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Digital Data Storage is Undergoing Mind-Boggling Growth

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realjjj
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Re: Whose fault is it?
realjjj   9/15/2016 11:33:03 PM
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What eats a lot of storage should be in Windows/Temp , you would need to log as admin to see the pointless .tmp files.

realjjj
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Re: Realjjj
realjjj   9/15/2016 11:20:47 PM
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Bit growth is solid but to claim that supply is far bellow demand while reducing capacity instead of expanding it, is absurd. It's the opposite of grabbing that claimed opportunity.

There must also be a disconnect between data creation and how much of it has sufficient value to be retained long term. Even if that chart is accurate, it likely means that enough older data is being deprecated for supply to be sufficient. One could theorize that cheaper storage would allow for less data to be deprecated but that's a matter of cost not volumes- how long one keeps surveillance footage, depends on TCO not supply. At the very least they purposely ignore demand elasticity.

Seagate is stuck with HDDs and by claiming that demand is much higher than supply, they try to make the case that HDDs have a long life ahead because CAPEX for NAND is very high.


A lot of data is being generated but not all is stored long term as cost is always a factor.

Rizzatti
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Re: Realjjj
Rizzatti   9/15/2016 8:53:02 PM
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Realjjj,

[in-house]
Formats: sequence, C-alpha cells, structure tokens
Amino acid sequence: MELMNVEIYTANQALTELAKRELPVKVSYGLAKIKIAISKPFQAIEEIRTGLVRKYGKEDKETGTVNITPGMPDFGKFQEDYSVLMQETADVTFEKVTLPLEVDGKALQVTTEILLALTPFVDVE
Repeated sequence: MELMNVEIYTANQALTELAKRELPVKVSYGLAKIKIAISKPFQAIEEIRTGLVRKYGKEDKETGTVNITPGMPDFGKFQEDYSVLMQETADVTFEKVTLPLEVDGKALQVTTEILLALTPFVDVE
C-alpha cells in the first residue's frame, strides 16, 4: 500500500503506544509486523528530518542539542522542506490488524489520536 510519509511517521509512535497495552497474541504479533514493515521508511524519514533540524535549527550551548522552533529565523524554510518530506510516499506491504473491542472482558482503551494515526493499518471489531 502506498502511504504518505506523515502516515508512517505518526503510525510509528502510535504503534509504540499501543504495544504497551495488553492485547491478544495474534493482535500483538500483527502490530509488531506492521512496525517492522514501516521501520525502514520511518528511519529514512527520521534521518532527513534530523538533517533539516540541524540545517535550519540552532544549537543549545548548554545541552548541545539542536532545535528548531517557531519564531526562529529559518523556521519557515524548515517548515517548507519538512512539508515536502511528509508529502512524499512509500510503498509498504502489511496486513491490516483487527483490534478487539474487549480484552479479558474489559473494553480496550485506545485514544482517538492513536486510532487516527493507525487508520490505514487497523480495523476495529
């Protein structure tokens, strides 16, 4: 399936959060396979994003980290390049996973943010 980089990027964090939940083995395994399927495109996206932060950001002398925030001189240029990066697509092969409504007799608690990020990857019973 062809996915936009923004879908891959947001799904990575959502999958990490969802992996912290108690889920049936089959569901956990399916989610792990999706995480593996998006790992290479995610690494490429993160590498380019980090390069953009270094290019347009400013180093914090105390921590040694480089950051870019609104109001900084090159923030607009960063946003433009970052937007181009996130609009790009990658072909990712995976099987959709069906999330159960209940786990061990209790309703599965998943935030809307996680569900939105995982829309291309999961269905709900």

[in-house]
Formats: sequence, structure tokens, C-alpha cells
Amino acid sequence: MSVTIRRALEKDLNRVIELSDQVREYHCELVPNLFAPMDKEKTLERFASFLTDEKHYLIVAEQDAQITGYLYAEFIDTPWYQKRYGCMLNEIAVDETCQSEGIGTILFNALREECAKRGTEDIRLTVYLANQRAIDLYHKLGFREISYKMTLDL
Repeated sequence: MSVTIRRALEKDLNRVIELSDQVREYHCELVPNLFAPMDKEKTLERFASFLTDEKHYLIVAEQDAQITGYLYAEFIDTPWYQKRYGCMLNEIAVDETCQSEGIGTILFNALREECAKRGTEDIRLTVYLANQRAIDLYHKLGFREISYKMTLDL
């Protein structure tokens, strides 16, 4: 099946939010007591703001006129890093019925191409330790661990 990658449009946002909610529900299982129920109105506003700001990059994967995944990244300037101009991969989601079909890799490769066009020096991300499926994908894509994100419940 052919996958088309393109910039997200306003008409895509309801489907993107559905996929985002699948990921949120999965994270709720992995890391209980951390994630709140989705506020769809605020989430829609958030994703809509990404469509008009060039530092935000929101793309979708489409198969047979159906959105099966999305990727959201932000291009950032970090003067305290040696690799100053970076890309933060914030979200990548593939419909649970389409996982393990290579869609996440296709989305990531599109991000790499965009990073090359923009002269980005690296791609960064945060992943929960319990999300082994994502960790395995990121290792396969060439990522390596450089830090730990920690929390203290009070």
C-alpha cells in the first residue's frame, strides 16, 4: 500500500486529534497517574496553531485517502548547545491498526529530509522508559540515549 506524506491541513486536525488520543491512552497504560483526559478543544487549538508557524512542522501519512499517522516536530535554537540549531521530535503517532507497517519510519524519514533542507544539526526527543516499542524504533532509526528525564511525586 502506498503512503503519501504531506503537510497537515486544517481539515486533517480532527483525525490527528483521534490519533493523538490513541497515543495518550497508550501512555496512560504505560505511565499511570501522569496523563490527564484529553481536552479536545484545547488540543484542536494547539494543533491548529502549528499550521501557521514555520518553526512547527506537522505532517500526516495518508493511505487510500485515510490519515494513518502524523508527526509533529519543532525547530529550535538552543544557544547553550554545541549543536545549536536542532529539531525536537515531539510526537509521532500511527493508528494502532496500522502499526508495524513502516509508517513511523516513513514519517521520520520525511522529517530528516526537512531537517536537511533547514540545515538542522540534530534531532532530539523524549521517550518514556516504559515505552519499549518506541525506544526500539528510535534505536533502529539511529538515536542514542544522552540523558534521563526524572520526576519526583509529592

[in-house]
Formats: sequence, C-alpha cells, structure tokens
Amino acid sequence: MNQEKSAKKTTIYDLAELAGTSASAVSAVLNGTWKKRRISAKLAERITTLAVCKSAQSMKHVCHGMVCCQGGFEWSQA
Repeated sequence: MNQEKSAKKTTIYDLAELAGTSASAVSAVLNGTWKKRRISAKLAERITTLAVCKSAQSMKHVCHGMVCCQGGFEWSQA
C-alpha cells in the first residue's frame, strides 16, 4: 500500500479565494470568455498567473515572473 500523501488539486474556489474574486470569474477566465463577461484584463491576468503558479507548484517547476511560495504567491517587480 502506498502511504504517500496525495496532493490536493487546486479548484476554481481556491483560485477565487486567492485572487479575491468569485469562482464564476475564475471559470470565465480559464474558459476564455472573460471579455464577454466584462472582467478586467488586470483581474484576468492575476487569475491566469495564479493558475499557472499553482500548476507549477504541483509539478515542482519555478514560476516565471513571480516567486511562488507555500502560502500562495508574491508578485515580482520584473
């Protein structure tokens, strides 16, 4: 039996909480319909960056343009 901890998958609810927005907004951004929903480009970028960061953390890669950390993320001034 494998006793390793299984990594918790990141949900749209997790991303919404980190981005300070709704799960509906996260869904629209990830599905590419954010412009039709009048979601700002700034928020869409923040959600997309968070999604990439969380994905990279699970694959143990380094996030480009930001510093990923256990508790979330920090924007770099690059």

Thanks you for your comments. Using one chart, commenting it and giving credit to the source ought not to qualify for "lot of the data from Seagate's marketing materials." Seagate is an authority in the field of data storage and I did not question the authenticity of their chart. But I wonder if the drop in HDD production is affecting drives of less than 1 TB. Today, I would not purchase a drive with less than 1 TB, preferably 4 TB. And next year probably 10 TB. It must be tough for storage companies to keep up with such a fast moving target.

I am traveling in India, but once back to the West Coast, I will check with my contacts at other storage companies and possibly comment further.

Again, thank you for this opportunity.

DMcCunney
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Re: Whose fault is it?
DMcCunney   9/15/2016 8:10:21 PM
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@TonyTib: I like to use PortableApps (from http://www.portableapps.com ) which are all free, and includes some free disk cleaners.

CCleaner has a portable version with no installer intended for sysadmins and advanced users.

Note that sometimes you can be over-aggressive.

Which I why I recommend looking at CCleaner's configuration and making sure you understand what it will delete.  You can shoot yourself in the foot.


Another area to look is the Windows swap file, which defaults to twice your memory size. On our machines with 32G RAM, the swap file defaults to 64G - and those PC's never swap.  So I I set the initial swap size to 2G.